February 18, 2016 – The 2016 National Wildlife Refuge System Awards – presented by the National Wildlife Refuge Association -- honor three outstanding individuals and a Friends group exemplifying outstanding conservation management skills and volunteer leadership.
Paul Kroegel Refuge Manager of the Year
Keith Weaver, project leader at Central Arkansas National Wildlife Refuge Complex, is a 31-year veteran of the Refuge System. His career has spanned 11 national wildlife refuges across five states (Arkansas, Louisiana, Maryland, Mississippi and Vermont). An accomplished wildlife biologist, Weaver has successfully integrated a science-driven approach to refuge management.
Cache River Refuge in the Central Arkansas Complex has been identified as the most important wintering area for mallards in the North American Waterfowl Management Plan. Weaver has created innovative partnerships to acquire funding and support for the restoration of bottomland hardwood forest habitats for these wintering waterfowl. He is currently working to establish a Friends organization at Cache River Refuge.
Weaver says his accomplishments are possible because of his staff's "outstanding motivation and dedicated service. The award is really the 'Refuge Staff of the Year.'"
Refuge Employee of the Year
Douglas Head II is an assistant zone biologist for multiple refuges in the Southwest (Texas Chenier Plain Refuges Complex, Texas Mid-Coast Refuge Complex, Aransas National Wildlife Refuge and Southwest Louisiana National Wildlife Refuge Complex).
Head is a problem-solver who demonstrates innovation and ingenuity. He designed a permanent platform system to monitor the effect of sea-level rise on marsh ecosystems. He also streamlined the process of recording field data for the only wild population of whooping cranes (Aransas Refuge).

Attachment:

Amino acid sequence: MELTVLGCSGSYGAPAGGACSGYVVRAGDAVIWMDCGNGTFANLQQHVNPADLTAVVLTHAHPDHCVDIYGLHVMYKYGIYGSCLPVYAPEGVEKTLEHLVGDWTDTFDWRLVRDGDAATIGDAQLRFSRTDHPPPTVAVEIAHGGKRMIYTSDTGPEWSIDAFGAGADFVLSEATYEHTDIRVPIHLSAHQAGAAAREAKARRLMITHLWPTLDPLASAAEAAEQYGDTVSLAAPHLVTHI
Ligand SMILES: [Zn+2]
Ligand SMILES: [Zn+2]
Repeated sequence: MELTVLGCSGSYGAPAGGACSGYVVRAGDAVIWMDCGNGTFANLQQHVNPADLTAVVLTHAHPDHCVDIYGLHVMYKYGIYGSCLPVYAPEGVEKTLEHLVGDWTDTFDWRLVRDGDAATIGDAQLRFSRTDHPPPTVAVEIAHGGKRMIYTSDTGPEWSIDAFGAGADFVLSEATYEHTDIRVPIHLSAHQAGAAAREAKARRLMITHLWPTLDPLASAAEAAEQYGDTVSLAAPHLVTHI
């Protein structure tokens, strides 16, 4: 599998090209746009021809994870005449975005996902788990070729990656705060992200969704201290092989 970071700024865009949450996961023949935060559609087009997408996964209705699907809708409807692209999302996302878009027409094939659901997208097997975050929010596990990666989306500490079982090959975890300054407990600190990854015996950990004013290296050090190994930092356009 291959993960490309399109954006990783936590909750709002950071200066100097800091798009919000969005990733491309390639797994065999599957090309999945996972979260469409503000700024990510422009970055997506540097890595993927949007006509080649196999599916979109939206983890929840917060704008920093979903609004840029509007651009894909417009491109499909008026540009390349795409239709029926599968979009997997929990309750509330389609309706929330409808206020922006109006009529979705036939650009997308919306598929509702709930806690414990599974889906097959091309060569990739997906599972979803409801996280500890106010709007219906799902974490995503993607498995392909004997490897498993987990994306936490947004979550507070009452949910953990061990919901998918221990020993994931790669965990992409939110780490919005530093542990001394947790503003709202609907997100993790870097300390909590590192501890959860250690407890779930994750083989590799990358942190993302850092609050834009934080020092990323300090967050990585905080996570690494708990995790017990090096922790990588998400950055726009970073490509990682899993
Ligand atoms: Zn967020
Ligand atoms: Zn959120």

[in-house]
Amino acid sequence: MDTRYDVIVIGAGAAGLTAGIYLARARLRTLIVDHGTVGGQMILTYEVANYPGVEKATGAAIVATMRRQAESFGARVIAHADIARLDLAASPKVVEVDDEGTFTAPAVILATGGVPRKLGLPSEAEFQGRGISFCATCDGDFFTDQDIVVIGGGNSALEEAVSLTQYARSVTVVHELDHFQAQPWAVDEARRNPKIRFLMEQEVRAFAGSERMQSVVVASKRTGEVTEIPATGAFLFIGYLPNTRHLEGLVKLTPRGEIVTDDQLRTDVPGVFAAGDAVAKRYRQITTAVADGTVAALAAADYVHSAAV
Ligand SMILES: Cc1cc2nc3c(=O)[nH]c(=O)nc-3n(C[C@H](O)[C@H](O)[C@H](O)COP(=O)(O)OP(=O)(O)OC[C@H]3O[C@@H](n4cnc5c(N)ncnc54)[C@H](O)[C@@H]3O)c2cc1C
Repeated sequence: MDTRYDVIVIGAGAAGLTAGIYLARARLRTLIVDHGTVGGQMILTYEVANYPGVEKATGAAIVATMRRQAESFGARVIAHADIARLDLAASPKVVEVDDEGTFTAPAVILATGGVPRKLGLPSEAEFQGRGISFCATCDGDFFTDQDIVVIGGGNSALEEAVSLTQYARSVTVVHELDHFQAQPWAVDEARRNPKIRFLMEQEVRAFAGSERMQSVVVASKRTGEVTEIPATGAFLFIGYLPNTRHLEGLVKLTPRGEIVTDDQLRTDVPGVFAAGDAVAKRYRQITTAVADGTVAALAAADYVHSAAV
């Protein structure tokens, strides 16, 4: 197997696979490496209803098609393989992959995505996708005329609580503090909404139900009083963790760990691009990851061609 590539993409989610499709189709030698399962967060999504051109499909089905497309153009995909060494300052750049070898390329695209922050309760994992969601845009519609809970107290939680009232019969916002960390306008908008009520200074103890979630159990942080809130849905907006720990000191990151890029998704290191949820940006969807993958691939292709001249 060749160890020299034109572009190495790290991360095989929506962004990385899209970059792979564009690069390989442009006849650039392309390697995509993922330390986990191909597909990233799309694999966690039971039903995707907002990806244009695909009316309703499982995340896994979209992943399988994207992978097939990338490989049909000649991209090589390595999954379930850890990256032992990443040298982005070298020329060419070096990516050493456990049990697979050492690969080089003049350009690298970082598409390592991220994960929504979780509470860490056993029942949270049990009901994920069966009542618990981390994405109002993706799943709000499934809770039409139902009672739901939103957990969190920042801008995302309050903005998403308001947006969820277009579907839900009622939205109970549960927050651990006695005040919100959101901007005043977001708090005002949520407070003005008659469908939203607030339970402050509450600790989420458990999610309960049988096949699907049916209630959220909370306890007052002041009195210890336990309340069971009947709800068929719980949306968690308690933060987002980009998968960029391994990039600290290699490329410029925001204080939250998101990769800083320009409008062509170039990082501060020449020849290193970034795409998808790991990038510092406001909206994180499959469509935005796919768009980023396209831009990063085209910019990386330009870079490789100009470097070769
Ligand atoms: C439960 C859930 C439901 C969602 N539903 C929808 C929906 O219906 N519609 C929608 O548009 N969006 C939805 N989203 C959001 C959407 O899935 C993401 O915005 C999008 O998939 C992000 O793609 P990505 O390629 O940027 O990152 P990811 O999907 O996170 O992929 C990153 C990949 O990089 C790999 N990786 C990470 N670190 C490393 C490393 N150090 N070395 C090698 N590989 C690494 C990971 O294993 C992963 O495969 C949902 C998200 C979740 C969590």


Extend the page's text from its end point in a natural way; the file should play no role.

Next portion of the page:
Head also provided several educational outreach opportunities to urban youth, including a group from Los Angeles. He participates in local public outreach events and most school field trips to coastal refuge complexes. He is also working with Texas Tech graduate students on a marsh project at Anahuac National Wildlife Refuge.
Volunteer of the Year
Ann Humphrey’s enthusiasm and commitment to Midway Atoll National Wildlife Refuge in the Pacific Ocean earned her the 2016 Volunteer of the Year award. She completed four volunteer tours to Midway Atoll National Wildlife Refuge but also dramatically improved the volunteer program itself.
At Humphrey’s suggestion, program volunteers now serve serve six -month tours, instead of the original two-week to one-month tours. This revision has led to the development of long-term, committed volunteers who become technically savvy and help further achieve the refuge’s mission. Under her direction, the resulting 20-person volunteer corps has provided more than 26,500 hours of service to Midway Atoll since March 2014. This has saved the government hundreds of thousands of dollars in professional services and ensured the refuge’s conservation mission remains fulfilled.
David Houghton, president of the National Wildlife Refuge Association, says, “Her willingness to pitch in whenever necessary from reorganizing the volunteer program to data collection makes her an invaluable steward and asset for the refuge.”
Humphrey’s success in biological resource management recently earned her a fulltime position as a biological science technician at Midway Atoll Refuge.
Molly Krival Friends Group of the Year Award
Friends of Tamarac National Wildlife Refuge’s most impressive accomplishment was its successful campaign to build the Tamarac Discovery Center. The $800,000 environmental education center was donated to the refuge.
This Friends group has been instrumental in expanding the refuge’s ability to provide familyoriented outdoor experiences. Outreach to the White Earth Reservation community, adjacent to the refuge, includes Tamarac Whispers, a radio show airing on the local tribal station, now in its third year of production by the Friends and refuge staff.
The Friends of Tamarac has developed from a group focused on the local refuge to an organization with a broader awareness and appreciation of the Refuge System’s mission. The group regularly incorporates Refuge System national priorities, such as migratory birds and monarch butterflies, into local events and outreach strategies.